8. Activation Record Example • Showing one way to divide responsibility between the caller and the callee. actual params and return val control link, access link, and saved machine state local data and temporaries actual params and return val control link, access link, and saved machine state local data and temporaries Caller A.R. Caller responsibility Callee A.R. TOP-SP Callee responsibility actual top of stack

  9. Calling Sequence • A possible calling sequence matching the previous diagram: • caller evaluates the actual parameters • caller stores the return address and old value of TOP-SP in the callee’s AR. Caller then increments TOP-SP to the callee’s AR. (Caller knows the size of the caller’s local data and temps, and the callee’s parameters and status fields.). Caller jumps to callee code. • callee saves the register values and other status fields • callee initializes local data and begins execution

  10. Return Sequence • Corresponding return sequence • callee places the return value next to the parameters • using information in the status fields, callee restores TOP-SP and other registers. Callee jumps to the return address that the caller placed in the status field • Although TOP-SP has been restored to the caller AR, the caller knows where the return value is, relative to the current TOP-SP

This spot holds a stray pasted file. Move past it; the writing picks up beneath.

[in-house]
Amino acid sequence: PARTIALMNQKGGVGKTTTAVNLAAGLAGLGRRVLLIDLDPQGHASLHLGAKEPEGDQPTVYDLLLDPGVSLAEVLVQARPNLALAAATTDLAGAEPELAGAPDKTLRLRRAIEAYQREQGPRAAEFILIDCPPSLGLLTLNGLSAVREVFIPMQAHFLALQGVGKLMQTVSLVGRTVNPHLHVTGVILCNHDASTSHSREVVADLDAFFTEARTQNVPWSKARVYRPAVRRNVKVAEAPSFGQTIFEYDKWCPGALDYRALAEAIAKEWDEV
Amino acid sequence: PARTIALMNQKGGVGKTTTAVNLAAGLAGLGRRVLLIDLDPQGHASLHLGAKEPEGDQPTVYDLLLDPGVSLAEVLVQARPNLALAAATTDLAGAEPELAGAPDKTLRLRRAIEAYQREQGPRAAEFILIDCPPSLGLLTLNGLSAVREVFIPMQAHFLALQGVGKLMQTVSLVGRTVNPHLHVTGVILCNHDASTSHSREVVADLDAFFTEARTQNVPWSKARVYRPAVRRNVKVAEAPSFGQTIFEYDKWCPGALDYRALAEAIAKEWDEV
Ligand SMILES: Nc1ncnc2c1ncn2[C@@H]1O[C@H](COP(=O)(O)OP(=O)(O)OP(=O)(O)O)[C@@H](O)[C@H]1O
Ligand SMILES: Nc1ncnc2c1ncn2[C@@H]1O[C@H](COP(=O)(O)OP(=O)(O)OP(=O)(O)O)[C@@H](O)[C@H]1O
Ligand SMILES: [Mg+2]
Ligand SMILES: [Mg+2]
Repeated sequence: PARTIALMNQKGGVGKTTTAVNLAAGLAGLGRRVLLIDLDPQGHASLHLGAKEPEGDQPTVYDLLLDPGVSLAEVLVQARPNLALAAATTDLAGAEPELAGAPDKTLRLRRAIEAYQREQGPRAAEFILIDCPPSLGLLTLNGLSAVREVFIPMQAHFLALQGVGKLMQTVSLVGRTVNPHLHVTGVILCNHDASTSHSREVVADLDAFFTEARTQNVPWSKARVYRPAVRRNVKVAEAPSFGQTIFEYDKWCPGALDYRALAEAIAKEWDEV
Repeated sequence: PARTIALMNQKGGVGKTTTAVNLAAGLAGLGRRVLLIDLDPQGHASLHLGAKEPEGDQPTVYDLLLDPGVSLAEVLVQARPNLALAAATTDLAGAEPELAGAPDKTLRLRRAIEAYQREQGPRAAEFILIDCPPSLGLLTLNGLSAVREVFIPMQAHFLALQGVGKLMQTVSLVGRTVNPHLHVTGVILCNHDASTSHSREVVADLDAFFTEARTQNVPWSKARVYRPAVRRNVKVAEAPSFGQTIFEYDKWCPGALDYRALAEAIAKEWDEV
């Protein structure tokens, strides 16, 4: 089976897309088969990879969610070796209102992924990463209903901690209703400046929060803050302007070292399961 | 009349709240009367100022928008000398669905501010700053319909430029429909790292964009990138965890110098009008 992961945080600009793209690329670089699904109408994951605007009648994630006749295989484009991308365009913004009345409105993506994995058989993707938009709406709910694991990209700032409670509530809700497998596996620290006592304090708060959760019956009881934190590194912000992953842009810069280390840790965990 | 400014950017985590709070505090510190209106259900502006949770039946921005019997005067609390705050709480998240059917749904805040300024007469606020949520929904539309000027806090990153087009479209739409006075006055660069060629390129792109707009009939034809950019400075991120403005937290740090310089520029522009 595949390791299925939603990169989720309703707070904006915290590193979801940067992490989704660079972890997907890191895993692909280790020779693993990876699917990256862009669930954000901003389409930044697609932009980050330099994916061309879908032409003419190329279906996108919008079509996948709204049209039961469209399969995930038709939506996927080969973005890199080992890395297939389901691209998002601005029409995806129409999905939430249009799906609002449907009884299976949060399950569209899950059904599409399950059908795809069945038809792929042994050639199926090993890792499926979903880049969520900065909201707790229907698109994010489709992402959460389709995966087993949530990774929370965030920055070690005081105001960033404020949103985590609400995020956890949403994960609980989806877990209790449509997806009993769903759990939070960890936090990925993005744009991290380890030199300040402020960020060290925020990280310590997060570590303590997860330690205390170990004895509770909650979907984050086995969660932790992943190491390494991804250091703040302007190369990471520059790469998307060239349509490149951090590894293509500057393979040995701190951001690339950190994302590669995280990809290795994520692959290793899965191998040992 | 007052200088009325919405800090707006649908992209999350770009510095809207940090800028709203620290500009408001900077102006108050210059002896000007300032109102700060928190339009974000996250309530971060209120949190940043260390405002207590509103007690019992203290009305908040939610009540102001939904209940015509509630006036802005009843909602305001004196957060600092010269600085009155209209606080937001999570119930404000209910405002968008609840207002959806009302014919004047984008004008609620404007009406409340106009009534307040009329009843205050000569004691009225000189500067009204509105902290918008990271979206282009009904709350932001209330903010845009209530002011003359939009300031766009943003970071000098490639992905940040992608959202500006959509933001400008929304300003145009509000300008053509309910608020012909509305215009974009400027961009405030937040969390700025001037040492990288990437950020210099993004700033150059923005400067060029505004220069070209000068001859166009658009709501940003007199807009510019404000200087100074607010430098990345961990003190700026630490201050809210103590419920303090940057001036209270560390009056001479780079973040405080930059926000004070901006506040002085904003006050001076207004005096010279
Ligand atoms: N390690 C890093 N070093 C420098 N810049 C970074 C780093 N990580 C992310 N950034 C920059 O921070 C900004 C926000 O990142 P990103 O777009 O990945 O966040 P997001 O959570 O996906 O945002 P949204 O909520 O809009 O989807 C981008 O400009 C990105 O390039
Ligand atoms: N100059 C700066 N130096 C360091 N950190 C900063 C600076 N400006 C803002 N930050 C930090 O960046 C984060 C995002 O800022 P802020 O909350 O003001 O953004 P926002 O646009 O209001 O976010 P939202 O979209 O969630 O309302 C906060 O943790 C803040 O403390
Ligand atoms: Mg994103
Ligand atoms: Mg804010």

11. Variable-length data on the stack • It is possible to allocate objects, arrays or other structures of unknown size on the stack, as long as they are local to a procedure and become inaccessible when the procedure ends • For example, represent a dynamic array in the activation record by a pointer to an array located between the activation records actual params and return val control link, access link, and saved machine state pointer to array a … array a actual params and return val control link, access link, and saved machine state local data and temporaries proc p proc q